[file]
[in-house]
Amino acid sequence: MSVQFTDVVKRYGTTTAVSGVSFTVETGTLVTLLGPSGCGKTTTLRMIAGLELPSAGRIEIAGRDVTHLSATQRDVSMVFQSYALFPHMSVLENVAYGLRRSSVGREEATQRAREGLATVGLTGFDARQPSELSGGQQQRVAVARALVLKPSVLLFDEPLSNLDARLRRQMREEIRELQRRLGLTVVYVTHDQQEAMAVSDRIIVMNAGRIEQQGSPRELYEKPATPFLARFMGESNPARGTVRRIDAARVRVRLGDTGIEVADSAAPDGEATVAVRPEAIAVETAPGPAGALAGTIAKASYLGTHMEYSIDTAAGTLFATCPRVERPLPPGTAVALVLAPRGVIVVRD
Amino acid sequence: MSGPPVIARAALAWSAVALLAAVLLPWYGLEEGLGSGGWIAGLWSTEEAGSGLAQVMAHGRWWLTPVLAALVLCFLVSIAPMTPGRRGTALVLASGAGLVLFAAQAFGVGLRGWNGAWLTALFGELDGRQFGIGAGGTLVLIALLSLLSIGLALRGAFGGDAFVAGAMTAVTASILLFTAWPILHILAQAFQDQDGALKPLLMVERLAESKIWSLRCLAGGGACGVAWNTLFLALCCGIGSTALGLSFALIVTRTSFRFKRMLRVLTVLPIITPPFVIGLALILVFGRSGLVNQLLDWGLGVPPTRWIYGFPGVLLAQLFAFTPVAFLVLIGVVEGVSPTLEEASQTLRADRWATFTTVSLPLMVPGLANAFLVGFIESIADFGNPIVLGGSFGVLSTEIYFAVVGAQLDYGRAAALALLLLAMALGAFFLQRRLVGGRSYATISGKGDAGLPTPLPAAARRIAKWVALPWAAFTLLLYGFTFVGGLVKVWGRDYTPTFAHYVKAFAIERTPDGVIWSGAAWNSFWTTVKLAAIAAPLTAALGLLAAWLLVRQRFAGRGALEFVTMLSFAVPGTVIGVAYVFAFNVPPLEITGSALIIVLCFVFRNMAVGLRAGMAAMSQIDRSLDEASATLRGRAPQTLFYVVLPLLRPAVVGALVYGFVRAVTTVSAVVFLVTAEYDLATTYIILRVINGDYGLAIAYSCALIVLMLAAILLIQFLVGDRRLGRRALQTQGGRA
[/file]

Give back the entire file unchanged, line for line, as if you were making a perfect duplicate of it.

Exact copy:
[in-house]
Amino acid sequence: MSVQFTDVVKRYGTTTAVSGVSFTVETGTLVTLLGPSGCGKTTTLRMIAGLELPSAGRIEIAGRDVTHLSATQRDVSMVFQSYALFPHMSVLENVAYGLRRSSVGREEATQRAREGLATVGLTGFDARQPSELSGGQQQRVAVARALVLKPSVLLFDEPLSNLDARLRRQMREEIRELQRRLGLTVVYVTHDQQEAMAVSDRIIVMNAGRIEQQGSPRELYEKPATPFLARFMGESNPARGTVRRIDAARVRVRLGDTGIEVADSAAPDGEATVAVRPEAIAVETAPGPAGALAGTIAKASYLGTHMEYSIDTAAGTLFATCPRVERPLPPGTAVALVLAPRGVIVVRD
Amino acid sequence: MSGPPVIARAALAWSAVALLAAVLLPWYGLEEGLGSGGWIAGLWSTEEAGSGLAQVMAHGRWWLTPVLAALVLCFLVSIAPMTPGRRGTALVLASGAGLVLFAAQAFGVGLRGWNGAWLTALFGELDGRQFGIGAGGTLVLIALLSLLSIGLALRGAFGGDAFVAGAMTAVTASILLFTAWPILHILAQAFQDQDGALKPLLMVERLAESKIWSLRCLAGGGACGVAWNTLFLALCCGIGSTALGLSFALIVTRTSFRFKRMLRVLTVLPIITPPFVIGLALILVFGRSGLVNQLLDWGLGVPPTRWIYGFPGVLLAQLFAFTPVAFLVLIGVVEGVSPTLEEASQTLRADRWATFTTVSLPLMVPGLANAFLVGFIESIADFGNPIVLGGSFGVLSTEIYFAVVGAQLDYGRAAALALLLLAMALGAFFLQRRLVGGRSYATISGKGDAGLPTPLPAAARRIAKWVALPWAAFTLLLYGFTFVGGLVKVWGRDYTPTFAHYVKAFAIERTPDGVIWSGAAWNSFWTTVKLAAIAAPLTAALGLLAAWLLVRQRFAGRGALEFVTMLSFAVPGTVIGVAYVFAFNVPPLEITGSALIIVLCFVFRNMAVGLRAGMAAMSQIDRSLDEASATLRGRAPQTLFYVVLPLLRPAVVGALVYGFVRAVTTVSAVVFLVTAEYDLATTYIILRVINGDYGLAIAYSCALIVLMLAAILLIQFLVGDRRLGRRALQTQGGRA